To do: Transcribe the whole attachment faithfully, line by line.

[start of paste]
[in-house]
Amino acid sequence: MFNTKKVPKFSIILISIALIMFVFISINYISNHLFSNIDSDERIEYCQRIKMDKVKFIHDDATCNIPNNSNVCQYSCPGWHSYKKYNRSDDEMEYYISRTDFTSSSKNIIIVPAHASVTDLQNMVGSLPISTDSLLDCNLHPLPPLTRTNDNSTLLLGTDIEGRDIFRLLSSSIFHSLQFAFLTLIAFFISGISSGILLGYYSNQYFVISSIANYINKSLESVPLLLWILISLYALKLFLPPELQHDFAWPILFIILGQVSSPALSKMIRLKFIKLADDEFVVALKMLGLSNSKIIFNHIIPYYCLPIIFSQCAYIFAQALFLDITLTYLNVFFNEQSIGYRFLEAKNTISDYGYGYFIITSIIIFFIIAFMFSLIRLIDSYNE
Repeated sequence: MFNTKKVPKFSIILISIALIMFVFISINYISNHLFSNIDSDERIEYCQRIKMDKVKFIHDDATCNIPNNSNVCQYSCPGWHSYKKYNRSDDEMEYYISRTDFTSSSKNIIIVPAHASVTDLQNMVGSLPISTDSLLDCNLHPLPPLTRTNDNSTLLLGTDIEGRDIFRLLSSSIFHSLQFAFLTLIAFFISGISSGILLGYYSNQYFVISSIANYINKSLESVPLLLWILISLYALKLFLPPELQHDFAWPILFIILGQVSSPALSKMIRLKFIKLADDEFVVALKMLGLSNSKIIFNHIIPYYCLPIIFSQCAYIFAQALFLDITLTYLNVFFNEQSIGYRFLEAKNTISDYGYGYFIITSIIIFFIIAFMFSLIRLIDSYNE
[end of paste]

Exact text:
[in-house]
Amino acid sequence: MFNTKKVPKFSIILISIALIMFVFISINYISNHLFSNIDSDERIEYCQRIKMDKVKFIHDDATCNIPNNSNVCQYSCPGWHSYKKYNRSDDEMEYYISRTDFTSSSKNIIIVPAHASVTDLQNMVGSLPISTDSLLDCNLHPLPPLTRTNDNSTLLLGTDIEGRDIFRLLSSSIFHSLQFAFLTLIAFFISGISSGILLGYYSNQYFVISSIANYINKSLESVPLLLWILISLYALKLFLPPELQHDFAWPILFIILGQVSSPALSKMIRLKFIKLADDEFVVALKMLGLSNSKIIFNHIIPYYCLPIIFSQCAYIFAQALFLDITLTYLNVFFNEQSIGYRFLEAKNTISDYGYGYFIITSIIIFFIIAFMFSLIRLIDSYNE
Repeated sequence: MFNTKKVPKFSIILISIALIMFVFISINYISNHLFSNIDSDERIEYCQRIKMDKVKFIHDDATCNIPNNSNVCQYSCPGWHSYKKYNRSDDEMEYYISRTDFTSSSKNIIIVPAHASVTDLQNMVGSLPISTDSLLDCNLHPLPPLTRTNDNSTLLLGTDIEGRDIFRLLSSSIFHSLQFAFLTLIAFFISGISSGILLGYYSNQYFVISSIANYINKSLESVPLLLWILISLYALKLFLPPELQHDFAWPILFIILGQVSSPALSKMIRLKFIKLADDEFVVALKMLGLSNSKIIFNHIIPYYCLPIIFSQCAYIFAQALFLDITLTYLNVFFNEQSIGYRFLEAKNTISDYGYGYFIITSIIIFFIIAFMFSLIRLIDSYNE